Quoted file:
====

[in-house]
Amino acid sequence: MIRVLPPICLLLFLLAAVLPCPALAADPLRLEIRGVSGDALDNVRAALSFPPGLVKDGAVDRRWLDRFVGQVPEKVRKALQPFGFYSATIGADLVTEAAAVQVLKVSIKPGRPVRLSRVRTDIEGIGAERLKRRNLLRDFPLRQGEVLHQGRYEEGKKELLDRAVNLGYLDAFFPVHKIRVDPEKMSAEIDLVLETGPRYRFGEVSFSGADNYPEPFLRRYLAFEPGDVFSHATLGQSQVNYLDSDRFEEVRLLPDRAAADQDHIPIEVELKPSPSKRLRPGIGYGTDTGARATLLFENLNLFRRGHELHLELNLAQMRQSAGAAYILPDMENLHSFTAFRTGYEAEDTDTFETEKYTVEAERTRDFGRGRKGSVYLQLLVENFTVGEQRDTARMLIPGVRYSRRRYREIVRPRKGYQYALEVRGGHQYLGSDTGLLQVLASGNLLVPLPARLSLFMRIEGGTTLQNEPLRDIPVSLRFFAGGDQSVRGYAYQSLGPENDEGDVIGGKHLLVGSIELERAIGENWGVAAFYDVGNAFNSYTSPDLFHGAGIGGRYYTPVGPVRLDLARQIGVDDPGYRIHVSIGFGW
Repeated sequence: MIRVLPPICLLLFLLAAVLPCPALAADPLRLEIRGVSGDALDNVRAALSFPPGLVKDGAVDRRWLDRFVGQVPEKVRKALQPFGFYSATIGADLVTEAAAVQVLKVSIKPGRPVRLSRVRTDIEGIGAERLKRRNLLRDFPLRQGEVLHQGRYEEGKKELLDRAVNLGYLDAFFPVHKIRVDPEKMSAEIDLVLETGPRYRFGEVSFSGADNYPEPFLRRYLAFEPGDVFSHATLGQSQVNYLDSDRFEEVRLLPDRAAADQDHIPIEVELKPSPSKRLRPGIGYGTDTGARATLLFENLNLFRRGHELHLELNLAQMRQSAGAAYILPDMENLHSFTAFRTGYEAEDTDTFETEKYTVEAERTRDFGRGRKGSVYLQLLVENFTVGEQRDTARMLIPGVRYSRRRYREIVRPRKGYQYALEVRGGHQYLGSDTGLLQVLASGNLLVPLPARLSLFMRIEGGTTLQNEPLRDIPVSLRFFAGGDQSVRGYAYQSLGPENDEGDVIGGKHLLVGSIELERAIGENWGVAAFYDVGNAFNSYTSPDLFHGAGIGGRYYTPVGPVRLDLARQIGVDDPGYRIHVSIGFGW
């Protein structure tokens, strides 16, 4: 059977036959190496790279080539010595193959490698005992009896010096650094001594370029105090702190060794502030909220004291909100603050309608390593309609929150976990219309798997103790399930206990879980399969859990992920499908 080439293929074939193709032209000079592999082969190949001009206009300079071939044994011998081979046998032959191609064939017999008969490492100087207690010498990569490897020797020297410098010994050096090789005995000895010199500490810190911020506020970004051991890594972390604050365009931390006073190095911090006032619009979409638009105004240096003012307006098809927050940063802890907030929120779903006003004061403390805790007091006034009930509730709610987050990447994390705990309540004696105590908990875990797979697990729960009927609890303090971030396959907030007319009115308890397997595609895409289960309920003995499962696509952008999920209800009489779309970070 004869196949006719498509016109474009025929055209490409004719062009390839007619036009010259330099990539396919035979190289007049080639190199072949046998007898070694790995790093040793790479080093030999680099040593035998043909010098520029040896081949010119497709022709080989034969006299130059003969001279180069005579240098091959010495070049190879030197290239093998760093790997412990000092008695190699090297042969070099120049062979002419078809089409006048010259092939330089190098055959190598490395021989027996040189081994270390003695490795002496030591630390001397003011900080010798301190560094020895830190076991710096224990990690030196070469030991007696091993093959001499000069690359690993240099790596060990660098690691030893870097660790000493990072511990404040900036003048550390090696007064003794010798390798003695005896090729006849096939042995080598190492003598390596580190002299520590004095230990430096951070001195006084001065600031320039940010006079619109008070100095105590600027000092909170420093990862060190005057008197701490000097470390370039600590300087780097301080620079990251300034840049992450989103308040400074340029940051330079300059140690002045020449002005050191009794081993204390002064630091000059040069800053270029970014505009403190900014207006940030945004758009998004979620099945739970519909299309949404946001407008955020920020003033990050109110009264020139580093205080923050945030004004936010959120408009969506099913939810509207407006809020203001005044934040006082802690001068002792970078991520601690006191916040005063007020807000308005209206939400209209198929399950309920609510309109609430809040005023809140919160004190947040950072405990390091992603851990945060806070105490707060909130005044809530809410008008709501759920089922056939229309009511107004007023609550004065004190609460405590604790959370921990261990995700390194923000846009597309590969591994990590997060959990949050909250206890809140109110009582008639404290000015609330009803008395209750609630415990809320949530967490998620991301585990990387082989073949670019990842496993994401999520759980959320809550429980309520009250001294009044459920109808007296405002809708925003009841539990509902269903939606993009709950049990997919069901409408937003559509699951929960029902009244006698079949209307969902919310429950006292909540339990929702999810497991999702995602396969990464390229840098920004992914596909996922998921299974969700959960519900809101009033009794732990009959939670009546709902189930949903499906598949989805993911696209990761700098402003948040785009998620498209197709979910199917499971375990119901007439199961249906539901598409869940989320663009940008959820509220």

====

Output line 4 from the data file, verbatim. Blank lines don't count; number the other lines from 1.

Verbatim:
């Protein structure tokens, strides 16, 4: 059977036959190496790279080539010595193959490698005992009896010096650094001594370029105090702190060794502030909220004291909100603050309608390593309609929150976990219309798997103790399930206990879980399969859990992920499908 080439293929074939193709032209000079592999082969190949001009206009300079071939044994011998081979046998032959191609064939017999008969490492100087207690010498990569490897020797020297410098010994050096090789005995000895010199500490810190911020506020970004051991890594972390604050365009931390006073190095911090006032619009979409638009105004240096003012307006098809927050940063802890907030929120779903006003004061403390805790007091006034009930509730709610987050990447994390705990309540004696105590908990875990797979697990729960009927609890303090971030396959907030007319009115308890397997595609895409289960309920003995499962696509952008999920209800009489779309970070 004869196949006719498509016109474009025929055209490409004719062009390839007619036009010259330099990539396919035979190289007049080639190199072949046998007898070694790995790093040793790479080093030999680099040593035998043909010098520029040896081949010119497709022709080989034969006299130059003969001279180069005579240098091959010495070049190879030197290239093998760093790997412990000092008695190699090297042969070099120049062979002419078809089409006048010259092939330089190098055959190598490395021989027996040189081994270390003695490795002496030591630390001397003011900080010798301190560094020895830190076991710096224990990690030196070469030991007696091993093959001499000069690359690993240099790596060990660098690691030893870097660790000493990072511990404040900036003048550390090696007064003794010798390798003695005896090729006849096939042995080598190492003598390596580190002299520590004095230990430096951070001195006084001065600031320039940010006079619109008070100095105590600027000092909170420093990862060190005057008197701490000097470390370039600590300087780097301080620079990251300034840049992450989103308040400074340029940051330079300059140690002045020449002005050191009794081993204390002064630091000059040069800053270029970014505009403190900014207006940030945004758009998004979620099945739970519909299309949404946001407008955020920020003033990050109110009264020139580093205080923050945030004004936010959120408009969506099913939810509207407006809020203001005044934040006082802690001068002792970078991520601690006191916040005063007020807000308005209206939400209209198929399950309920609510309109609430809040005023809140919160004190947040950072405990390091992603851990945060806070105490707060909130005044809530809410008008709501759920089922056939229309009511107004007023609550004065004190609460405590604790959370921990261990995700390194923000846009597309590969591994990590997060959990949050909250206890809140109110009582008639404290000015609330009803008395209750609630415990809320949530967490998620991301585990990387082989073949670019990842496993994401999520759980959320809550429980309520009250001294009044459920109808007296405002809708925003009841539990509902269903939606993009709950049990997919069901409408937003559509699951929960029902009244006698079949209307969902919310429950006292909540339990929702999810497991999702995602396969990464390229840098920004992914596909996922998921299974969700959960519900809101009033009794732990009959939670009546709902189930949903499906598949989805993911696209990761700098402003948040785009998620498209197709979910199917499971375990119901007439199961249906539901598409869940989320663009940008959820509220």